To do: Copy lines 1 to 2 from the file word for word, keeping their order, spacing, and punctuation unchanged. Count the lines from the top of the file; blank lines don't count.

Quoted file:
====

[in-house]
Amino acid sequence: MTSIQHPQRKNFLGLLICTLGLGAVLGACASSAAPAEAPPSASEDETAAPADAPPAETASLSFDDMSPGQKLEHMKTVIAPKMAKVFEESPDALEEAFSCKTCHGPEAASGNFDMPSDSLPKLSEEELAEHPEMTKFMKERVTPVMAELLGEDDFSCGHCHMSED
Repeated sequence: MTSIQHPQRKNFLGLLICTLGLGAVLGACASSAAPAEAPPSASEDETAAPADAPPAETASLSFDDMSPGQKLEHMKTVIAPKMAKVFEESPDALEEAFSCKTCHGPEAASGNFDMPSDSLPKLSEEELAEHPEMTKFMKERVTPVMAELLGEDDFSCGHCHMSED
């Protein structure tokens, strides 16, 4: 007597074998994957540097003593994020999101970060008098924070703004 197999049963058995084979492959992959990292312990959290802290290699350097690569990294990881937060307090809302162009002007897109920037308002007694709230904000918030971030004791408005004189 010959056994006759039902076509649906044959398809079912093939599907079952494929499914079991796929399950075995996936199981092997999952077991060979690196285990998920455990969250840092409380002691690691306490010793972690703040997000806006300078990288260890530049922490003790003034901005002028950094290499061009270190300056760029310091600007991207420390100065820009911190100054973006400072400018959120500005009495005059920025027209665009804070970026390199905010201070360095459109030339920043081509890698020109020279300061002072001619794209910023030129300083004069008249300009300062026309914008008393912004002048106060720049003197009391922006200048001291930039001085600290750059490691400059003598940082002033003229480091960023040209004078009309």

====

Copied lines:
[in-house]
Amino acid sequence: MTSIQHPQRKNFLGLLICTLGLGAVLGACASSAAPAEAPPSASEDETAAPADAPPAETASLSFDDMSPGQKLEHMKTVIAPKMAKVFEESPDALEEAFSCKTCHGPEAASGNFDMPSDSLPKLSEEELAEHPEMTKFMKERVTPVMAELLGEDDFSCGHCHMSED